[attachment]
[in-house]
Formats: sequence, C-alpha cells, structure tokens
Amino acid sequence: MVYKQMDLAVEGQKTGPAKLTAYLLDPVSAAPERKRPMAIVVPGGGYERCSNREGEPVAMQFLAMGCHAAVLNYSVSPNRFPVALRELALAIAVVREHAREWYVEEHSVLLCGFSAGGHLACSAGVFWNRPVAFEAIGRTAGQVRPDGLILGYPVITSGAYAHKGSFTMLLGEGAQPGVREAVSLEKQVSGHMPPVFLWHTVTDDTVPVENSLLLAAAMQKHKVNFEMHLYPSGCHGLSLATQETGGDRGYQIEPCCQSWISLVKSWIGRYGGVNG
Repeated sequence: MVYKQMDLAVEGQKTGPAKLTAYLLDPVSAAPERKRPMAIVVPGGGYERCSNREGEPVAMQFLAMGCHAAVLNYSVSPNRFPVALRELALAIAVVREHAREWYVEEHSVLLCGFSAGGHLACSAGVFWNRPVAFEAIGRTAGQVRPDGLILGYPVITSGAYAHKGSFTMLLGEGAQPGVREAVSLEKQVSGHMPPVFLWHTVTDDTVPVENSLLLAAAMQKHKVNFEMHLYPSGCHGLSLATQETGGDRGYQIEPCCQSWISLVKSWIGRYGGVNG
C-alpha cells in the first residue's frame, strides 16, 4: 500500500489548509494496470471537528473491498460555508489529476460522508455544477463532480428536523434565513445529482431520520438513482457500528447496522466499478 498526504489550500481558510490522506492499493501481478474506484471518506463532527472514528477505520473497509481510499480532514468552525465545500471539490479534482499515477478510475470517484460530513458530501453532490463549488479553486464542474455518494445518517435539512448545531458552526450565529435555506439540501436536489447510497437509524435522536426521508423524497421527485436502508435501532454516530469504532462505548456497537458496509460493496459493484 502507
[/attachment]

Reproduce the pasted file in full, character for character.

[in-house]
Formats: sequence, C-alpha cells, structure tokens
Amino acid sequence: MVYKQMDLAVEGQKTGPAKLTAYLLDPVSAAPERKRPMAIVVPGGGYERCSNREGEPVAMQFLAMGCHAAVLNYSVSPNRFPVALRELALAIAVVREHAREWYVEEHSVLLCGFSAGGHLACSAGVFWNRPVAFEAIGRTAGQVRPDGLILGYPVITSGAYAHKGSFTMLLGEGAQPGVREAVSLEKQVSGHMPPVFLWHTVTDDTVPVENSLLLAAAMQKHKVNFEMHLYPSGCHGLSLATQETGGDRGYQIEPCCQSWISLVKSWIGRYGGVNG
Repeated sequence: MVYKQMDLAVEGQKTGPAKLTAYLLDPVSAAPERKRPMAIVVPGGGYERCSNREGEPVAMQFLAMGCHAAVLNYSVSPNRFPVALRELALAIAVVREHAREWYVEEHSVLLCGFSAGGHLACSAGVFWNRPVAFEAIGRTAGQVRPDGLILGYPVITSGAYAHKGSFTMLLGEGAQPGVREAVSLEKQVSGHMPPVFLWHTVTDDTVPVENSLLLAAAMQKHKVNFEMHLYPSGCHGLSLATQETGGDRGYQIEPCCQSWISLVKSWIGRYGGVNG
C-alpha cells in the first residue's frame, strides 16, 4: 500500500489548509494496470471537528473491498460555508489529476460522508455544477463532480428536523434565513445529482431520520438513482457500528447496522466499478 498526504489550500481558510490522506492499493501481478474506484471518506463532527472514528477505520473497509481510499480532514468552525465545500471539490479534482499515477478510475470517484460530513458530501453532490463549488479553486464542474455518494445518517435539512448545531458552526450565529435555506439540501436536489447510497437509524435522536426521508423524497421527485436502508435501532454516530469504532462505548456497537458496509460493496459493484 502507